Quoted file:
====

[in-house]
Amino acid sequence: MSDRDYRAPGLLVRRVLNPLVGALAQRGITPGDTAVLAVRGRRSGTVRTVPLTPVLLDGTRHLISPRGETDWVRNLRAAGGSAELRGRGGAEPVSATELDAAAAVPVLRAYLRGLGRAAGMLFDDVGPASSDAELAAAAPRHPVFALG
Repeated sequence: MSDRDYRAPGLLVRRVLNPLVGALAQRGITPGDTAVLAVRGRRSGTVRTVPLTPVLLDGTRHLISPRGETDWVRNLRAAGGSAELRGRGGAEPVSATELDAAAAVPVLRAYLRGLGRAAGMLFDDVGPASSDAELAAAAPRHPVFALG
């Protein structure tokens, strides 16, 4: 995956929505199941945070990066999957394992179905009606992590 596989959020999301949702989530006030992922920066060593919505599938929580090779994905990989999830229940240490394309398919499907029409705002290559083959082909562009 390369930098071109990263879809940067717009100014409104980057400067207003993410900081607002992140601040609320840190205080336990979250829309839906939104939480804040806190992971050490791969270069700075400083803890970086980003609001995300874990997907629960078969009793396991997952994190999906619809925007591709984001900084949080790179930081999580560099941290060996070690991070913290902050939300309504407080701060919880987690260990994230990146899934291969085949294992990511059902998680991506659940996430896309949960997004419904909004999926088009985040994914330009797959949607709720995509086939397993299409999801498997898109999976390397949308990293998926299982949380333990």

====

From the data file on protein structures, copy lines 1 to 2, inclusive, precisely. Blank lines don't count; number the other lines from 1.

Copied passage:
[in-house]
Amino acid sequence: MSDRDYRAPGLLVRRVLNPLVGALAQRGITPGDTAVLAVRGRRSGTVRTVPLTPVLLDGTRHLISPRGETDWVRNLRAAGGSAELRGRGGAEPVSATELDAAAAVPVLRAYLRGLGRAAGMLFDDVGPASSDAELAAAAPRHPVFALG